Concern over Mali’s move to kick out UN peacekeepers

Tuesday June 20 2023

UN peacekeepers belonging to the Minusma line up in Sevare, Mali on May 30, 2018. PHOTO | AFP


Mali’s decision to kick out the UN peacekeeping mission is eliciting concerns from regional and international powers over its implication on the security of the region.

The junta of the West African nation announced the decision on June 16, blaming the United Nations Multidimensional Integrated Stabilisation Mission in Mali, known by its French acronym Minusma, for failing to respond to the country’s security challenges.

“The government of Mali calls for the withdrawal without delay of Minusma,” Foreign Minister, Abdoulaye Diop told a UN Security Council meeting convened to review a UN report on the security situation in the country.

Mali has been fighting an insurgency in its northern and central regions since 2012, and the military cited failure to tame the scourge as a reason for the ouster of the civilian government President Bah N'daw in 2021 by Col Assimi Goïta.

Read: Mali junta warns peace deal under threat

Relations between Bamako and Western powers have deteriorated over the years over disagreement on how to handle the conflict that has claimed thousands of civilian lives and displaced over six million others, according to UN figures.


Mali has had two coups in the past three years and its ties to Russia have also complicated the relationship with the West.

The US and France have accused Russia of fermenting insecurity in the region through the Kremlin-backed Wagner Group, a private army that reportedly entered Mali last year.

Minusma was first deployed in 2013 to help stabilise the country after a rebellion waged by the Tuareg in the northern part of the country. With support from France, government forces at the time forced the rebels out of power. But they soon regrouped and set up bases in the desert, leading to the start of the insurgency.

Since then several armed groups thought to be linked to ISIS and al-Qaeda have entered the scene.

The UN Mission’s mandate is due to expire at the end of June.

UN Secretary-General António Guterres had proposed an amendment of the mission’s mandate, which the Malians objected to.

Minister Diop was quoted as saying that it made no sense for the troops to continue staying in the country after 10 years without any gains to show for it.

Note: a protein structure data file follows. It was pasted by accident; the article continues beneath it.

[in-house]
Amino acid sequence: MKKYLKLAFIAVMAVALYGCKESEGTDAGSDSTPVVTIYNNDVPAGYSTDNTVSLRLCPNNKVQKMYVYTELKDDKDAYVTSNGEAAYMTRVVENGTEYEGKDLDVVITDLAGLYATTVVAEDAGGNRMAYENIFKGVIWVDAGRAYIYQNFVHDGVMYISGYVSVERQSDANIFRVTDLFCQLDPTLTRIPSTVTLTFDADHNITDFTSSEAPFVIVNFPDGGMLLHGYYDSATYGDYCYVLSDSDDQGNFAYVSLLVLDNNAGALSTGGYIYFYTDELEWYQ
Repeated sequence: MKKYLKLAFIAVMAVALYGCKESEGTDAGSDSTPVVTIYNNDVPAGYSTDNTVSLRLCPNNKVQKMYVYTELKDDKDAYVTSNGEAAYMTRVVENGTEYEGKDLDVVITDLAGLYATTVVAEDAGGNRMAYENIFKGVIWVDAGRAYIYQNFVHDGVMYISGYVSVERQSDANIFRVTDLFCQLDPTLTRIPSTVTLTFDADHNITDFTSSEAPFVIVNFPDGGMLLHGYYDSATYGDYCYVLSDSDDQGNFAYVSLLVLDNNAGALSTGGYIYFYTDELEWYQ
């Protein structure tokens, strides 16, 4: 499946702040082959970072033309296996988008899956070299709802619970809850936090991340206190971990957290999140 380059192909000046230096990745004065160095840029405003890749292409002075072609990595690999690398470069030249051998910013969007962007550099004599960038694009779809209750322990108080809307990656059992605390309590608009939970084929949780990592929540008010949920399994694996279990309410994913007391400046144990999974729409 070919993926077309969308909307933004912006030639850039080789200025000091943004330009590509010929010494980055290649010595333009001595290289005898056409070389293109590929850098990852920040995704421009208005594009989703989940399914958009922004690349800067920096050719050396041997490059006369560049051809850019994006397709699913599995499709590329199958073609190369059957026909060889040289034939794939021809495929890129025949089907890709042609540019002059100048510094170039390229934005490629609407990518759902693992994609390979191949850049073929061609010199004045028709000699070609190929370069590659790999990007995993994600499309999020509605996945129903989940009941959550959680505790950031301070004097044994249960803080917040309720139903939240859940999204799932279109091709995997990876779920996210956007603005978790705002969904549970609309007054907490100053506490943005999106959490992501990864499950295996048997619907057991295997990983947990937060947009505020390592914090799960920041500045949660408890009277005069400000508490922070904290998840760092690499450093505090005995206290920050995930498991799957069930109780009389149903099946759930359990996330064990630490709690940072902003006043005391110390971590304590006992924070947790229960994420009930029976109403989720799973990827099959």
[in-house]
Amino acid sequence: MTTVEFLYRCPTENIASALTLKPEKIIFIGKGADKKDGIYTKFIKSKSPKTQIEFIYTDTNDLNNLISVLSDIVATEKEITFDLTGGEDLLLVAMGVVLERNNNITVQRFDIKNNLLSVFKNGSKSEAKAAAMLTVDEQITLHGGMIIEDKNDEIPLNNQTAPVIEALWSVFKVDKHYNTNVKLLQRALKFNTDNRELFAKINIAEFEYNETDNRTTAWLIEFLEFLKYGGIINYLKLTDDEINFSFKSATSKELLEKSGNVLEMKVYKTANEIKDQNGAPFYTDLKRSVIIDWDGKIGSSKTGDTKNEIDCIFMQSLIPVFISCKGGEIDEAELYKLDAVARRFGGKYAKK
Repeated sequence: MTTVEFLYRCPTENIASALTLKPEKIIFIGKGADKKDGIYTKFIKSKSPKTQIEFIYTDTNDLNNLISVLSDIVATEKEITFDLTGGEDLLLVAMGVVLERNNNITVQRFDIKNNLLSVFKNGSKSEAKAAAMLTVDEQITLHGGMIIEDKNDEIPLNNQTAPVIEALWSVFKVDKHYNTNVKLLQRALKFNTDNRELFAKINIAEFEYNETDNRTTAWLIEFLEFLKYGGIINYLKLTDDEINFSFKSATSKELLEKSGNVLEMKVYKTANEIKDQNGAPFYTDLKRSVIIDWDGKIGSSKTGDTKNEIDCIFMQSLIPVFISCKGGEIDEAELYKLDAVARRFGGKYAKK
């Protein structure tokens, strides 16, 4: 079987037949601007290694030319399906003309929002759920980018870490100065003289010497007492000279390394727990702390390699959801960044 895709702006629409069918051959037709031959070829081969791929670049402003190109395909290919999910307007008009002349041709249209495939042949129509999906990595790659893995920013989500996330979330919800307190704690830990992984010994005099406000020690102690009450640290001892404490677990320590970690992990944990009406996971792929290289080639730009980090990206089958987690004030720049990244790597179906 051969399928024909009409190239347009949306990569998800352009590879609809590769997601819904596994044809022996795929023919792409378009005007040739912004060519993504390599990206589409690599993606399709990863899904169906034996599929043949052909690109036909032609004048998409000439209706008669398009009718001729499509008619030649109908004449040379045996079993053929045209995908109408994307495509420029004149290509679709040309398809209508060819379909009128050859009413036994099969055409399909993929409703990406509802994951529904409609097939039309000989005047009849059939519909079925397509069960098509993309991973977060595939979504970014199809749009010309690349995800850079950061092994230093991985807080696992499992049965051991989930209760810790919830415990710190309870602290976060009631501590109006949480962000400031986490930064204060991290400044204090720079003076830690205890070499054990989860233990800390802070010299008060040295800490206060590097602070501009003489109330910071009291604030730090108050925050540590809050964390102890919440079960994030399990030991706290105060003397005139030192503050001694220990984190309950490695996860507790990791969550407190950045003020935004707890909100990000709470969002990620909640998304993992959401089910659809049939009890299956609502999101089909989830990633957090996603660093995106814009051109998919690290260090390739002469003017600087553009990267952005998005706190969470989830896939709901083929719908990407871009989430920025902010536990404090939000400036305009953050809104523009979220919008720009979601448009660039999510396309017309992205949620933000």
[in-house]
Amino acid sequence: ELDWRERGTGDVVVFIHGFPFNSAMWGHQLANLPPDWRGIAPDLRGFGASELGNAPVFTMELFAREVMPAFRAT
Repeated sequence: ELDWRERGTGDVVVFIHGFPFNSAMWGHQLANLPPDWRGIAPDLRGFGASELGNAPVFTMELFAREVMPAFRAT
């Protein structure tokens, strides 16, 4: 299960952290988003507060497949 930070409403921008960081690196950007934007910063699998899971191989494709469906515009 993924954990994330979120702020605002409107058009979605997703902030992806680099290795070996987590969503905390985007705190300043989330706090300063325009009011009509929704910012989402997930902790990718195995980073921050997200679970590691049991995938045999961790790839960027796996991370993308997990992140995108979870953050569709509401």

Even among the population, there has been growing anti-UN sentiment. There was a mass demonstration in late May by people calling for the withdrawal of the troops, which they said have failed them by watching helplessly as civilians were massacred.

“Minusma seems to have become part of the problem by fuelling community tensions exacerbated by extremely serious allegations which are highly detrimental to peace, reconciliation and national cohesion in Mali,” Diop told the Security Council.

The UN described the conflict in Mali as the deadliest, after more than 300 of its 15, 000 troops have been killed there.

Read: UN: Mali army, foreign forces killed 500 people

Minusma took over as the largest UN peacekeeping mission in the world from Monusco in the Democratic Republic of Congo, where they have also come under attack from civilians, who accuse them of failing to protect them in one of the world’s protracted conflicts.

Mali’s intention to cut ties with the UN mission has simmered  since July last year, when the junta-led administration suspended troop rotations of the mission. That followed the detention of 49 troops from neighbouring Cote d’Ivoire, who were said to be linked to the UN mission.

Read: Mali jails Ivorian soldiers for 20 years

In August that same year, the junta expelled Minusma spokesman Olivier Salgado. And this year in February, it declared a senior official of the mission persona non grata.

The Security Council is expected to pass a resolution to extend Minusma’s mandate by June 30. But experts say that’s unlikely to happen, as the decision requires at least nine votes in favour, with no veto from one of the five permanent members -- Russia, China, the United States, United Kingdom or France.

The announcement by the Malians comes about a week after reports that Junta leader Col Goitta spoke with Russian leader Vladimir Putin on phone. That development has left Western governments unsettled.

Read: Mali junta leader discusses security, economy with Russia

The US State Department expressed regret over Mali’s decision in a statement on Tuesday.

“We are concerned about the effects this decision will have on the security and humanitarian crises impacting the Malian people,” it said, noting that Washington “will continue to work with our partners in West Africa to help them tackle the urgent security and governance challenges they face.”

The US also reminded the Malian transition government to continue to adhere to all its commitments, including the transition to a democratically elected, civilian-led government.

Malians voted on Sunday in a referendum proposing constitutional amendments ahead of transition to democratic rule, expected in march 2024.